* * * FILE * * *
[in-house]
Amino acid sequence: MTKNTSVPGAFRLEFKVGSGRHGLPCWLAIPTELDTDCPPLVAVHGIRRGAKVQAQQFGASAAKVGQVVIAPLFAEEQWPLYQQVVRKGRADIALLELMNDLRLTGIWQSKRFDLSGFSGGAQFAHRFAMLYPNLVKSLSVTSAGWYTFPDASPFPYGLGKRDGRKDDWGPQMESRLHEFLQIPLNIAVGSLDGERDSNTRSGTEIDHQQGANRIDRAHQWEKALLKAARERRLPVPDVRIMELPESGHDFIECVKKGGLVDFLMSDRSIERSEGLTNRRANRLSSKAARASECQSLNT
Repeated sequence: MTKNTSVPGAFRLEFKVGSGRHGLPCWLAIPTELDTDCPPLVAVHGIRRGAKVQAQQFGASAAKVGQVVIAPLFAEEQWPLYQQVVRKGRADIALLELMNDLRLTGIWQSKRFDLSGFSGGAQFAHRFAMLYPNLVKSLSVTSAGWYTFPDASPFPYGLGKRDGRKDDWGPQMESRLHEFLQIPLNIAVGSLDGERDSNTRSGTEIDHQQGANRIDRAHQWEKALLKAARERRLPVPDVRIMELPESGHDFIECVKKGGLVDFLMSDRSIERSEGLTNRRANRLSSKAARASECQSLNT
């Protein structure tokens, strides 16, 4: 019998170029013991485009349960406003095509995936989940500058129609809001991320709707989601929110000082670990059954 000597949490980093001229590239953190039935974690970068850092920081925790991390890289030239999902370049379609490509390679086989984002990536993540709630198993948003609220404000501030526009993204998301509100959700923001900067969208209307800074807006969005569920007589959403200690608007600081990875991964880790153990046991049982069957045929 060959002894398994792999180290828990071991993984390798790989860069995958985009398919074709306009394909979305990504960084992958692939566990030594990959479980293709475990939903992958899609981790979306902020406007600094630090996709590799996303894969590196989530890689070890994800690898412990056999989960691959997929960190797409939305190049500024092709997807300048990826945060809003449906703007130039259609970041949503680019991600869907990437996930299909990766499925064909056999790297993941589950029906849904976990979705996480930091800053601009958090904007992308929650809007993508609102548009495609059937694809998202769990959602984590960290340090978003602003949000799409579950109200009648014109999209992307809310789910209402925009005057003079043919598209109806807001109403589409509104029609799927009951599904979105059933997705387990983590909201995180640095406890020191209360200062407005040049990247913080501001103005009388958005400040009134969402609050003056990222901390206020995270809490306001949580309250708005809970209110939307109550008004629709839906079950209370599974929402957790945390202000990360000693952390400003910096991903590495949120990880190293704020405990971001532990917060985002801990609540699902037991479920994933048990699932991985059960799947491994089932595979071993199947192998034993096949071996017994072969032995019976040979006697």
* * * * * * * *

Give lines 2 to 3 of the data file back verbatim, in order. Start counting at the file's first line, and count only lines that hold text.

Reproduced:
Amino acid sequence: MTKNTSVPGAFRLEFKVGSGRHGLPCWLAIPTELDTDCPPLVAVHGIRRGAKVQAQQFGASAAKVGQVVIAPLFAEEQWPLYQQVVRKGRADIALLELMNDLRLTGIWQSKRFDLSGFSGGAQFAHRFAMLYPNLVKSLSVTSAGWYTFPDASPFPYGLGKRDGRKDDWGPQMESRLHEFLQIPLNIAVGSLDGERDSNTRSGTEIDHQQGANRIDRAHQWEKALLKAARERRLPVPDVRIMELPESGHDFIECVKKGGLVDFLMSDRSIERSEGLTNRRANRLSSKAARASECQSLNT
Repeated sequence: MTKNTSVPGAFRLEFKVGSGRHGLPCWLAIPTELDTDCPPLVAVHGIRRGAKVQAQQFGASAAKVGQVVIAPLFAEEQWPLYQQVVRKGRADIALLELMNDLRLTGIWQSKRFDLSGFSGGAQFAHRFAMLYPNLVKSLSVTSAGWYTFPDASPFPYGLGKRDGRKDDWGPQMESRLHEFLQIPLNIAVGSLDGERDSNTRSGTEIDHQQGANRIDRAHQWEKALLKAARERRLPVPDVRIMELPESGHDFIECVKKGGLVDFLMSDRSIERSEGLTNRRANRLSSKAARASECQSLNT